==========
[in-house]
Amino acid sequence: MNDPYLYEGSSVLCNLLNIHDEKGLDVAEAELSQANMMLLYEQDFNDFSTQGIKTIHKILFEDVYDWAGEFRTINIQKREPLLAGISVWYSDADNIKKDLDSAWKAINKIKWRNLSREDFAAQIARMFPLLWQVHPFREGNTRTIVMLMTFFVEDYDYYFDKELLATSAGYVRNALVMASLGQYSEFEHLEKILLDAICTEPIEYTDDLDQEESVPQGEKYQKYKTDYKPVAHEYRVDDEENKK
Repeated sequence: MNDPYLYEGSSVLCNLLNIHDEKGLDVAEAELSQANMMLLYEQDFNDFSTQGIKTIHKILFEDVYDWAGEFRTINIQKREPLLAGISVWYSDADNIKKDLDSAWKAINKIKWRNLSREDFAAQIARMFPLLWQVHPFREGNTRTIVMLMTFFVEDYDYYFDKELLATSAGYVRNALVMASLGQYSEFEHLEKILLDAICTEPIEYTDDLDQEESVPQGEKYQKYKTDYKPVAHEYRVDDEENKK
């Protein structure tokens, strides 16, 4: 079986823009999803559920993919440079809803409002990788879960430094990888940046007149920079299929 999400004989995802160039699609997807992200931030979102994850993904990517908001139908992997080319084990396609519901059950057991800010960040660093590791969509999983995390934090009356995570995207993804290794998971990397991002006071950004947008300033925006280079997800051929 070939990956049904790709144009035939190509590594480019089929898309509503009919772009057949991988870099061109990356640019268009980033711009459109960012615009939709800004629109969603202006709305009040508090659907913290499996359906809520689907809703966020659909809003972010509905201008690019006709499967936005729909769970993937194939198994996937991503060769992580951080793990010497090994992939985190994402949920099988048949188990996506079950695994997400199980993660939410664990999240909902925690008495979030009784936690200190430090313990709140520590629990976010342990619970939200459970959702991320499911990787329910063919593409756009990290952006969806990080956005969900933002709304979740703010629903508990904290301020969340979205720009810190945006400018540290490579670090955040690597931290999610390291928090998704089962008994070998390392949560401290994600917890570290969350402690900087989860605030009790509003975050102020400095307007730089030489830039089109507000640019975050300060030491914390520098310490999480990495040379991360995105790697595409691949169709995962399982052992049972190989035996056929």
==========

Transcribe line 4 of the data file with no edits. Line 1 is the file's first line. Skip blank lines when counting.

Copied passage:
């Protein structure tokens, strides 16, 4: 079986823009999803559920993919440079809803409002990788879960430094990888940046007149920079299929 999400004989995802160039699609997807992200931030979102994850993904990517908001139908992997080319084990396609519901059950057991800010960040660093590791969509999983995390934090009356995570995207993804290794998971990397991002006071950004947008300033925006280079997800051929 070939990956049904790709144009035939190509590594480019089929898309509503009919772009057949991988870099061109990356640019268009980033711009459109960012615009939709800004629109969603202006709305009040508090659907913290499996359906809520689907809703966020659909809003972010509905201008690019006709499967936005729909769970993937194939198994996937991503060769992580951080793990010497090994992939985190994402949920099988048949188990996506079950695994997400199980993660939410664990999240909902925690008495979030009784936690200190430090313990709140520590629990976010342990619970939200459970959702991320499911990787329910063919593409756009990290952006969806990080956005969900933002709304979740703010629903508990904290301020969340979205720009810190945006400018540290490579670090955040690597931290999610390291928090998704089962008994070998390392949560401290994600917890570290969350402690900087989860605030009790509003975050102020400095307007730089030489830039089109507000640019975050300060030491914390520098310490999480990495040379991360995105790697595409691949169709995962399982052992049972190989035996056929």